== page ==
Thursday, 12 January 2012

Uh, more on the mysterious case of 'uh' and 'um'

A recent summary on this blog (Er, what about this?) discussed the intriguing finding that while male speakers of British English used um and uh (or erm and er, in British English) more often than female speakers, females preferred um over uh. Now recent research in the US has revealed that female speakers of American English behave in the same way – at least in the two sets of data that Eric K Acton analysed.

Acton analysed two distinct corpora of spoken American English. One was a collection of 992 audio recordings from three speed-dating sessions held for graduate students in 2005. He found small but statistically significant differences between the overall rates of um and uh in men’s and women’s speech, with men using them more frequently, just as in Britain. A far more dramatic difference, though, was in the proportion of um to uh in men and women’s speech. This was more than three times higher in the women’s speech than in the men’s speech. 

The second corpus was the Switchboard Corpus, a database of more than 2400 telephone conversations between people across the USA, recorded in 1990. Again Acton found that the proportion of um to uh was higher for women than for men. In this case, the proportion of um to uh in female speech was two and half times as high as in male speech – not as high, then, as in the Speed Dating corpus, but sizeable nonetheless. The Switchboard Corpus includes conversations from different regions of the country: although the degree of women’s preference for um over uh varied across the country (it was highest in New England and lowest in the South), the gender differences persisted across the different regions. Acton considered the possibility that the gender of the listener might affect the use of um rather than uh: however, while both men talking to men and women talking to women used higher proportions of um relative to uh than when talking to the other gender, the proportion of um to uh for men talking to men was less than half that of when women were talking to women. As in the research on British English, younger speakers in the Switchboard Corpus used more um than uh compared to older speakers, suggesting that a language change may be occurring towards the use of um rather than uh.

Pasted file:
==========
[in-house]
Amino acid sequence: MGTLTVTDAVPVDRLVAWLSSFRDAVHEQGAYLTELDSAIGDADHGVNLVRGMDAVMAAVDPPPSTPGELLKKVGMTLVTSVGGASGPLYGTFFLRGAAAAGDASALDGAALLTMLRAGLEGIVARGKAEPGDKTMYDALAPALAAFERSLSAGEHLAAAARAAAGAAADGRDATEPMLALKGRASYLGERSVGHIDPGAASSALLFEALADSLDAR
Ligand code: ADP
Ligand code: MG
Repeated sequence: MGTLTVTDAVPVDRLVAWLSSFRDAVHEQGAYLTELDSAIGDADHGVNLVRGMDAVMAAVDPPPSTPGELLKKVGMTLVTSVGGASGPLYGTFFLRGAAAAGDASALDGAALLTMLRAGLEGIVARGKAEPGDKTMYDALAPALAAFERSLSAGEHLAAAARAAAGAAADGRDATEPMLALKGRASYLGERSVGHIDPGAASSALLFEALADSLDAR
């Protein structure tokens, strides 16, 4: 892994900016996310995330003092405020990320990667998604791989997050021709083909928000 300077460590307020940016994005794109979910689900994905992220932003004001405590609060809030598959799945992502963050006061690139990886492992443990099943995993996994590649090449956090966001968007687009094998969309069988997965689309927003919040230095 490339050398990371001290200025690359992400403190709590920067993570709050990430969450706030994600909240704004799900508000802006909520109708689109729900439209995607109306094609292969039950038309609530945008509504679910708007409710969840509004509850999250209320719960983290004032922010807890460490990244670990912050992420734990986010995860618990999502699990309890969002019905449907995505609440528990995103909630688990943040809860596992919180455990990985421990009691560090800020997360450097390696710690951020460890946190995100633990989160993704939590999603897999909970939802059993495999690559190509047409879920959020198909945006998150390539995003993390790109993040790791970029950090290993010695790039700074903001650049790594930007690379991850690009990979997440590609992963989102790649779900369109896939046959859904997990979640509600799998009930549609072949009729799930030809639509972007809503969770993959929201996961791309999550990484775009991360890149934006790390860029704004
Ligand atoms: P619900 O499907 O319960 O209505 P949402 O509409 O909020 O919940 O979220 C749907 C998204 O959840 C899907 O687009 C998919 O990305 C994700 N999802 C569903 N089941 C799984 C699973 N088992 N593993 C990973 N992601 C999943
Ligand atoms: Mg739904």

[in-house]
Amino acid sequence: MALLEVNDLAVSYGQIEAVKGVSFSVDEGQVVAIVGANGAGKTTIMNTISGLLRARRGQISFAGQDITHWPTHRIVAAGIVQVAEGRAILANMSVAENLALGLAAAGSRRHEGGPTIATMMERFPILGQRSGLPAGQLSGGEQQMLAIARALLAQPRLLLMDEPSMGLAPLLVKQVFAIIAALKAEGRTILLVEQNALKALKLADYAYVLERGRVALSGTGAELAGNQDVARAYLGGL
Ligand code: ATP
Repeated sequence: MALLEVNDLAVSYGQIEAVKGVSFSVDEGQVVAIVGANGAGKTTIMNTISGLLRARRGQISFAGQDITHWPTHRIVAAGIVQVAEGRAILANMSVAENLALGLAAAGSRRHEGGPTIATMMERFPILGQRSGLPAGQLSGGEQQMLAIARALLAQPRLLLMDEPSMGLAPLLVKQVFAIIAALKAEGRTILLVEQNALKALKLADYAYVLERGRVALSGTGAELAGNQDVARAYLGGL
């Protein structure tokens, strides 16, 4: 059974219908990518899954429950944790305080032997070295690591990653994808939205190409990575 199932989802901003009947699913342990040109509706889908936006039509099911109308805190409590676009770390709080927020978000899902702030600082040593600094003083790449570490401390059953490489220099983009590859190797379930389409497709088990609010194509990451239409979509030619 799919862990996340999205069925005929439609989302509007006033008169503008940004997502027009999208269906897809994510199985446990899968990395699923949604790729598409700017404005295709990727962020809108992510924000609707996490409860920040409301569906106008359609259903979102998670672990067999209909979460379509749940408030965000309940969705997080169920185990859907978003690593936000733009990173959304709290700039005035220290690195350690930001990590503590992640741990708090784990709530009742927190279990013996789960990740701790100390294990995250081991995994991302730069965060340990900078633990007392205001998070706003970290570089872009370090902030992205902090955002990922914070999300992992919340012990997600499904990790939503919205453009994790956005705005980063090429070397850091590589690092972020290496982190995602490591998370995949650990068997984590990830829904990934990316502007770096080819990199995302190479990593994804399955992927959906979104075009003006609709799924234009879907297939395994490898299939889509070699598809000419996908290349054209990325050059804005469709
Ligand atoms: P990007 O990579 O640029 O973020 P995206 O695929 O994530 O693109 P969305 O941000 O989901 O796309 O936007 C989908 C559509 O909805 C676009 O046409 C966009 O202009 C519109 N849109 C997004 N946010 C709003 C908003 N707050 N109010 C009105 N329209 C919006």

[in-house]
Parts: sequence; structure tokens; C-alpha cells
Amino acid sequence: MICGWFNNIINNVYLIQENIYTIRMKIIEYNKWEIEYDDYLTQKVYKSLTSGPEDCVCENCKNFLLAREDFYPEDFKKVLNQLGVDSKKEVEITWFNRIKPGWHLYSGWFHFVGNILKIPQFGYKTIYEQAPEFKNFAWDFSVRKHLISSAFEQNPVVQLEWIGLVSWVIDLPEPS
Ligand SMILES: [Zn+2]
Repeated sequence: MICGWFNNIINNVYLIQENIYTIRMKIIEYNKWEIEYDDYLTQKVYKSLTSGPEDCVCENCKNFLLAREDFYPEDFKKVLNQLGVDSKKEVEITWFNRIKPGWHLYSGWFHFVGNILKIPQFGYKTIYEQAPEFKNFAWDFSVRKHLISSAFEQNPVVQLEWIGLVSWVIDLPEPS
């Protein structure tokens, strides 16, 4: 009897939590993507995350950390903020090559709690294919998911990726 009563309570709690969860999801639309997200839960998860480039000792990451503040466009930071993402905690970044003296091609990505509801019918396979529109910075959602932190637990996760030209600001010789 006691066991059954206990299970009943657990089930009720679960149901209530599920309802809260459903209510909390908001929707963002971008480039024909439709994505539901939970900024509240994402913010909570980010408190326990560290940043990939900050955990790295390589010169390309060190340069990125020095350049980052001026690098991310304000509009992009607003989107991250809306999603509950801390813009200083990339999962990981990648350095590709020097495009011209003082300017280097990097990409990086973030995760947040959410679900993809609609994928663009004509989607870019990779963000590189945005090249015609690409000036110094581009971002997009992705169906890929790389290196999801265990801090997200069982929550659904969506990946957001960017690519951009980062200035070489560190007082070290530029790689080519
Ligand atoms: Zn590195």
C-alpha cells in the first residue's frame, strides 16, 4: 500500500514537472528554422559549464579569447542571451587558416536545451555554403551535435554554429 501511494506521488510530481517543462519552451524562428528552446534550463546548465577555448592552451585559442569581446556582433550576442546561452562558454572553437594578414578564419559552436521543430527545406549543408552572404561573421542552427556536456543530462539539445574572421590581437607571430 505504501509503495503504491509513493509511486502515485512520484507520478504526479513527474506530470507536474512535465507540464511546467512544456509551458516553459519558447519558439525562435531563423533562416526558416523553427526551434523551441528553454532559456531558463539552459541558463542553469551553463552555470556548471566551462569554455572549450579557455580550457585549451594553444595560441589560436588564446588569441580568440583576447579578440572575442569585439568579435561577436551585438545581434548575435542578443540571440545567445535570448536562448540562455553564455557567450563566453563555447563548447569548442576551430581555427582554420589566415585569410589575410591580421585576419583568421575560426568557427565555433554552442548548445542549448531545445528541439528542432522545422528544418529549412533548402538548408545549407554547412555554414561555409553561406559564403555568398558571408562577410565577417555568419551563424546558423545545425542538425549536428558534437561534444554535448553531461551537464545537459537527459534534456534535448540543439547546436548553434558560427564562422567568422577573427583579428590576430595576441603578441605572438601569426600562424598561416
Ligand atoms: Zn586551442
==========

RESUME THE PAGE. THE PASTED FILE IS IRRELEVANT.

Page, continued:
Like previous researchers who have analysed um and uh, Acton is unable to find an explanation for the dramatic gender differences in his data. He notes that he now intends to investigate whether um and uh may differ in what they communicate. He does not expect there to be an explanation as direct as “um means ‘female’” and “uh means ‘male’”. This would run counter to other research on the relation between social categories such as gender and social meaning, and would not account for the different frequencies he found among speakers of different ages (nor amongst speakers of a different social status, as found in the research on British English). Perhaps there is something about the meanings of um and uh and women’s relation to society (in both the US and Britain) that can explain why women seem to leading a change towards the increased use of um rather than uh. Even so, Acton would not expect all women or all men to behave in the same way, and exceptions to the general rule may turn out to be just as informative as the original generalization.

Acton concludes that um and uh, both in their ubiquity in spoken English and the degree to which their use is socially stratified, provide a rich site for understanding the dynamics of language use and social meaning. Certainly they present an intriguing puzzle for researchers.

Acton, Eric K. 2011. On gender differences in the distribution of um and uh. University of Pennsylvania Working Papers in Linguistics 17/2.

This summary was written by Jenny Cheshire

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